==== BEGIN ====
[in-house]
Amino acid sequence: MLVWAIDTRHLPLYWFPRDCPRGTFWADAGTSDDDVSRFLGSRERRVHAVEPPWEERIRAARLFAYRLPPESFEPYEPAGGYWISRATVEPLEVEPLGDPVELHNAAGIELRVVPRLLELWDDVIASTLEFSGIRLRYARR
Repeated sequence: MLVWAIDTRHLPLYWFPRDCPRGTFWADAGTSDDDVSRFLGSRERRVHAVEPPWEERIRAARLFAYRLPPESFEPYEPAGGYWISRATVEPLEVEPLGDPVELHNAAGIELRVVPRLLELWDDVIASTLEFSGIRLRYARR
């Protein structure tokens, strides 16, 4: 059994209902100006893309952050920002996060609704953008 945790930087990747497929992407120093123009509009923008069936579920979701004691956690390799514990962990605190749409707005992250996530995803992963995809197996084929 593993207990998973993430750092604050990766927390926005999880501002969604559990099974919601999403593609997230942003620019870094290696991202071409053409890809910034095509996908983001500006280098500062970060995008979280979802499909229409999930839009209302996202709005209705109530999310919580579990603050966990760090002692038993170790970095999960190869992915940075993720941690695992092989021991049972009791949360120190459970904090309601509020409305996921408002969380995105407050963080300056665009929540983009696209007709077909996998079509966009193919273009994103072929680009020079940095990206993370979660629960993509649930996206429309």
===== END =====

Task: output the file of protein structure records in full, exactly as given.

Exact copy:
[in-house]
Amino acid sequence: MLVWAIDTRHLPLYWFPRDCPRGTFWADAGTSDDDVSRFLGSRERRVHAVEPPWEERIRAARLFAYRLPPESFEPYEPAGGYWISRATVEPLEVEPLGDPVELHNAAGIELRVVPRLLELWDDVIASTLEFSGIRLRYARR
Repeated sequence: MLVWAIDTRHLPLYWFPRDCPRGTFWADAGTSDDDVSRFLGSRERRVHAVEPPWEERIRAARLFAYRLPPESFEPYEPAGGYWISRATVEPLEVEPLGDPVELHNAAGIELRVVPRLLELWDDVIASTLEFSGIRLRYARR
């Protein structure tokens, strides 16, 4: 059994209902100006893309952050920002996060609704953008 945790930087990747497929992407120093123009509009923008069936579920979701004691956690390799514990962990605190749409707005992250996530995803992963995809197996084929 593993207990998973993430750092604050990766927390926005999880501002969604559990099974919601999403593609997230942003620019870094290696991202071409053409890809910034095509996908983001500006280098500062970060995008979280979802499909229409999930839009209302996202709005209705109530999310919580579990603050966990760090002692038993170790970095999960190869992915940075993720941690695992092989021991049972009791949360120190459970904090309601509020409305996921408002969380995105407050963080300056665009929540983009696209007709077909996998079509966009193919273009994103072929680009020079940095990206993370979660629960993509649930996206429309």